March 21-27 1916

Each week, we look back at what was “in the news” the same week 100 years ago – as reported in the Cork Examiner in 1916.

By Niall Murray, Irish Examiner 


Monday, March 20, 1916


Owing to the inclemency of the weather, the matches between the first and second grades of Fair Hill and Brian Borus, in connection with the above competition, arranged for the Cork Athletic Grounds yesterday afternoon, had to be postponed.


Lieut. Michael O’Leary . V.C, made his first visit to Newcastle on Saturday, and spoke at the opening of the Irish Flag Day. He was introduced by the Lord Mayor, and had a great reception. O’Leary said he could not make a speech, and the more he tried the worse he got.

Michael O’Leary from Inchigeela, Co Cork, was the first Irish soldier to win the Victoria Cross medal, when in February 1915 he killed 10 German soldiers while fighting with the Irish Guards in France. He subsequently became a reluctant poster-boy for army recruitment, particularly in Ireland.


Tuesday, March 21, 1916



Expeditionary Force, reported from the base under date 11th March, 1916 (privates unless otherwise stated): KILLED, 9th Royal Fusiliers—Murphy, W. 11th Rifle Brigade — O’Brien, T.; 2nd Irish Fusiliers – Cawley, W. DIED, 8th North Lancashire Regt. — McCarthy, T.; 1st Irish Fusiliers — O’RAwe, E.; 1st Irish Regiment — Butler, N.; 5th Irish Regt Faithful, W. WOUNDED, 1st Irish Rifles — Briggs, R.; Brooks, G.; Johnston. J.; McGladdery, J.; McIlwrath, C.; Potter, Lance-Corpl. E.; Sullivan, Lance-Corpl. M. 2nd Leinster Regt. – Cowan, C. Previously reported wounded, now reported not wounded: 2nd Munster Fusiliers — Byrne, P.


A view of Emmet Place, Cork in the 1920s showing the old Opera House. Picture: Irish Examiner


The Opera House was well patronised last night, when Messrs Allan Aynesworth and Bronson Albery’s Company presented the comedy, “A Pair of Silk Stockings,” by Mr Cyril Harcourt. The title of the work, perhaps, aroused the curiosity of some, and it is possible that a few people who had not seen it before might have misgivings about its good taste. Of course, in pure, downright comedy, a considerable amount of latitude is allowed by modern taste; and it must be said for the play that its general tone is unexceptionable, though in just a few parts of the dialogue the border line is drawn a trifle thin. Some might consider that one or two details in production might be omitted or recast without detracting from the value of the work. The characters, however, are all excellent people. There are no villians of either sex. Sam Thornhill and his wife are a very attached couple, but apparently having nothing else to quarrel about, have a difference as to which sort of motor car they ought to buy. The result is that “Molly” gets a car of her own and “Sam” one for himself. He allows her to divorce him, and so on; but they are both very sorry for one another, though neither will give way an inch…. Mr. Douglas Greet was extremely popular as the imperturbable stammering Sam Thornhill. Miss Jane Saville was a winsome Molly, who won the hearts of the audience.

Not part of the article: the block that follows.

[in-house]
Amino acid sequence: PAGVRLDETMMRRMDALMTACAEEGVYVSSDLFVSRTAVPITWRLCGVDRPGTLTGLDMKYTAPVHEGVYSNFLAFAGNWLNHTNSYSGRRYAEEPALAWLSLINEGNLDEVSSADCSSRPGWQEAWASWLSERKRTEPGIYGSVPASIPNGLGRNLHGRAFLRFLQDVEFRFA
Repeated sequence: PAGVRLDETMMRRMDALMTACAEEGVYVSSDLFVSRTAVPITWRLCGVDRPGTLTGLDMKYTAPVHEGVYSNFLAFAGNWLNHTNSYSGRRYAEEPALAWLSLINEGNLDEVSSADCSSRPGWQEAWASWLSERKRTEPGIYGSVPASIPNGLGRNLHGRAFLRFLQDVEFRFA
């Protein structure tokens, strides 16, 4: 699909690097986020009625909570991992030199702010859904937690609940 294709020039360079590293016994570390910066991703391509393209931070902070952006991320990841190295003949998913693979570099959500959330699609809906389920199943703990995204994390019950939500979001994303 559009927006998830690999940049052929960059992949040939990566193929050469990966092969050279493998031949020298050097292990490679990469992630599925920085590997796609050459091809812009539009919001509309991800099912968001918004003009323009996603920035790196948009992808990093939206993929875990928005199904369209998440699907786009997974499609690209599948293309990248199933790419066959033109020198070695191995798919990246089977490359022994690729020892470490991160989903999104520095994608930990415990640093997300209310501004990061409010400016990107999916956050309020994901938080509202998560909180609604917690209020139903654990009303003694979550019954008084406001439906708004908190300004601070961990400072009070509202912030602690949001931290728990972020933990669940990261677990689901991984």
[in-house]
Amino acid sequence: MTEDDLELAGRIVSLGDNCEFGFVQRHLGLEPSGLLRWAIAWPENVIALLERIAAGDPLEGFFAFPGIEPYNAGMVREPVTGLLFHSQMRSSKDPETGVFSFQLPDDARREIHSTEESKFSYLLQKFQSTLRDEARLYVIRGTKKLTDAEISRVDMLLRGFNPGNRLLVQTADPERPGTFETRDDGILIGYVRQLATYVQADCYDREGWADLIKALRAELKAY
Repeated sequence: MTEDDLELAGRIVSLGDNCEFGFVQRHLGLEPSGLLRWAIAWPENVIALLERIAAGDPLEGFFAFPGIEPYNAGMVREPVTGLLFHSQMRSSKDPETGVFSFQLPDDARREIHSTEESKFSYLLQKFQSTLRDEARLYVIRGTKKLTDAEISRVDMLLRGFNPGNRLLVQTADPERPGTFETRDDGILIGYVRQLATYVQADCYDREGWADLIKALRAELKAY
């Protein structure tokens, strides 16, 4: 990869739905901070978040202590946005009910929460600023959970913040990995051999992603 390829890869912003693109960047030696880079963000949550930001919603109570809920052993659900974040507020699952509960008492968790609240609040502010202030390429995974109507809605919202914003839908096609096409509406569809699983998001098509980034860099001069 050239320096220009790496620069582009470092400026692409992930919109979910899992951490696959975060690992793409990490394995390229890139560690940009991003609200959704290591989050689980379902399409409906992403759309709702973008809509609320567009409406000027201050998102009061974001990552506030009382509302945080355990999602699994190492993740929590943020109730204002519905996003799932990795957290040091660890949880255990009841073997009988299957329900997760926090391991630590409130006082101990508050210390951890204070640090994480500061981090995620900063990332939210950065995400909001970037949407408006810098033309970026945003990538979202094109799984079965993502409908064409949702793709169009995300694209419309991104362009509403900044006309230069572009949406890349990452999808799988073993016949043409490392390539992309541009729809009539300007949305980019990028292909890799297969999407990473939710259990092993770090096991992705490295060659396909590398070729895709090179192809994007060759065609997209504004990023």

Sergeant McHugo, Blackrock, charged a domestic servant, named Kate Murphy, with having stolen £1 5s. 2d. And a suit of clothes from Mr. John McDonnell, Blackrock. He, the Sergeant, would not be able to complete the case that day, as five pawn tickets were found on the accused, and he had not time on Saturday to trace the goods they represented. Of course, the goods might be the property of the accused. He would have a couple of depositions taken and then ask for a remand.

Mr John McDonnell, Blackrock, said the prisoner was in his employment for a fortnight as a housekeeper. On the 29th of January he gave her £1 5s 2d to pay bills and get groceries for the week. He did not see the money or the groceries since. The next, time he saw the prisoner was on 17th March. On Monday, January 31st, he left his house at 2 o’clock p.m.. to go to work. In the house then there were four small children. When he returned that evening at 6.30 p.m. he missed a suit of clothes, value for about £3. The prisoner’s clothes were also gone. He had not seen the suit since. On the 17th March he met the prisoner at Summerhill South, Cork, with a little boy. When she saw him she ran away with the boy, and he ran after her. When she got near Sullivan’s Quay she put the child into a hall door and ran toward the Grand Parade. On the Grand Parade she got on a side-car, and he told the jarvey not to drive her, and he did not. Witness called a policeman and gave her in-charge. The only thing she paid with the £1 5s 2d was l0d for insurance money. The accused, when asked if she had any questions to ask the witness, made a long statement, in which she detailed how she had spent portion of the money, but had lost the rest. She did not take the clothes and would pay what she had lost back, if she got a chance.

Constable Robert Rainsbury, Blackrock, said he arrested the accused on St. Patrick’s Day, and charged her with the larceny of £1 5s 2d and a suit of clothes from Mr. John McDonnell, Blackrock. She admitted having got the money, but lost it, but she denied any knowledge of the clothes.

The majority of the bench decided she should not stand trial.


Wednesday, March 22, 1916